Last year in the UK over 60,000 cancer patients enrolled on clinical trials aimed at improving cancer treatments and making them available to all.
A trial of pazopanib for soft tissue sarcoma that has got worse during or after other treatment (PALETTE, EORTC 62072)
If soft tissue sarcoma spreads to somewhere else in the body, doctors may treat it with chemotherapy. But sometimes the sarcoma continues to grow or comes back after treatment and more chemotherapy may not help.
Pazopanib is a type of biological therapy called a tyrosine kinase inhibitor (MultiTKI). It works by blocking certain proteins called vascular endothelial growth factors (VEGFs). These are natural body chemicals that control cell growth. Blocking the growth factors may stop cancer growing.
This is the second trial of pazopanib for people with soft tissue sarcoma. The first one showed that pazopanib seemed to slow down or stop the growth in some people.
The aim of this trial was to see if pazopanib helped people with soft tissue sarcoma that had spread and had grown or came back despite other treatment.
Summary of results
The trial team found that pazopanib could help people with soft tissue sarcoma that had spread and had grown or came back despite other treatment.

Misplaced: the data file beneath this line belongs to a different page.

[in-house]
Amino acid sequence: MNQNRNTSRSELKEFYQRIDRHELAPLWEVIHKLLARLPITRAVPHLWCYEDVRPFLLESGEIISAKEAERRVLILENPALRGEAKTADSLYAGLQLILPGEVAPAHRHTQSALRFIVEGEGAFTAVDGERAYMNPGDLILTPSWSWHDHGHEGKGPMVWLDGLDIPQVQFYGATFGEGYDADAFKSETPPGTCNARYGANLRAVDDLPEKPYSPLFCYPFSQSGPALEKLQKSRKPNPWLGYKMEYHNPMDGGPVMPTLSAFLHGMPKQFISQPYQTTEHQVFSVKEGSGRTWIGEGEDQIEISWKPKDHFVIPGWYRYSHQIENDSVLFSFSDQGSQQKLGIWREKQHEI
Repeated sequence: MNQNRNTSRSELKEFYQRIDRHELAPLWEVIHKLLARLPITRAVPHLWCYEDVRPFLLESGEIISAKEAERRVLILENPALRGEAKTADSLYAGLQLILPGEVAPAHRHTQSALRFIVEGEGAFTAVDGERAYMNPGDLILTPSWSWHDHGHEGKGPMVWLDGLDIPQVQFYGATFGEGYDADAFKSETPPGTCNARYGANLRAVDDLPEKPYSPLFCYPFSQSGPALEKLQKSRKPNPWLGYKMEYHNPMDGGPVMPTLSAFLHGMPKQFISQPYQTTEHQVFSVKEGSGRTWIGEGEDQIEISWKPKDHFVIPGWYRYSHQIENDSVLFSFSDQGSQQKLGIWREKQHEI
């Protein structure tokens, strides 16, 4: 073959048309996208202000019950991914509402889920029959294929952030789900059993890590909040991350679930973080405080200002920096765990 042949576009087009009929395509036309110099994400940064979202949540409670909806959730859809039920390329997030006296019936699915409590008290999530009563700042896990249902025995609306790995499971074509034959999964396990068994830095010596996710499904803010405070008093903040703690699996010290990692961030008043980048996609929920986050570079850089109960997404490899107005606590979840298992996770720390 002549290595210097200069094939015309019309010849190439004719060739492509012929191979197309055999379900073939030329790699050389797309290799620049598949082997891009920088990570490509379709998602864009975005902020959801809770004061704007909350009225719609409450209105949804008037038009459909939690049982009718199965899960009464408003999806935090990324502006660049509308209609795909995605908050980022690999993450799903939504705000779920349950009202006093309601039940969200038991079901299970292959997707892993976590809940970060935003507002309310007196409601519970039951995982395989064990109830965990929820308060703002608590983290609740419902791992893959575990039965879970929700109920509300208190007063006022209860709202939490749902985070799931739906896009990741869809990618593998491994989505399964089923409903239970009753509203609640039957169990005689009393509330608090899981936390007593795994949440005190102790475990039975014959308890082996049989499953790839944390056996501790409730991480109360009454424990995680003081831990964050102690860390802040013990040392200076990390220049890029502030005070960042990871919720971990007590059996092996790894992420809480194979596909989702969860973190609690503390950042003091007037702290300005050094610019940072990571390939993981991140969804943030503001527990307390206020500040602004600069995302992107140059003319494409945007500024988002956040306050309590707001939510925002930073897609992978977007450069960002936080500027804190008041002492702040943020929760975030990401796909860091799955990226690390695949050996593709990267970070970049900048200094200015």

Of the 369 people recruited to this trial
- 246 had pazopanib
- 123 had a dummy drug (placebo)
The average time it took for the sarcoma to start growing again was
- Just over 4½ months for those who had pazopanib
- Just over 1½ months for those who had the dummy drug
Overall the average length of time people lived was
- 12½ months for those who had pazopanib
- Just over 10½ months for those who had the dummy drug
The main side effects reported were
The researchers concluded that pazopanib could help people with soft tissue sarcoma that had spread and had grown or came back despite other treatment.
We have based this summary on information from the team who ran the trial. The information they sent us has been reviewed by independent specialists (
How to join a clinical trial
Please note: In order to join a trial you will need to discuss it with your doctor, unless otherwise specified.
Dr Michael Leahy
European Organisation for Research and Treatment of Cancer (EORTC)
Experimental Cancer Medicine Centre (ECMC)
National Institute for Health Research Cancer Research Network (NCRN)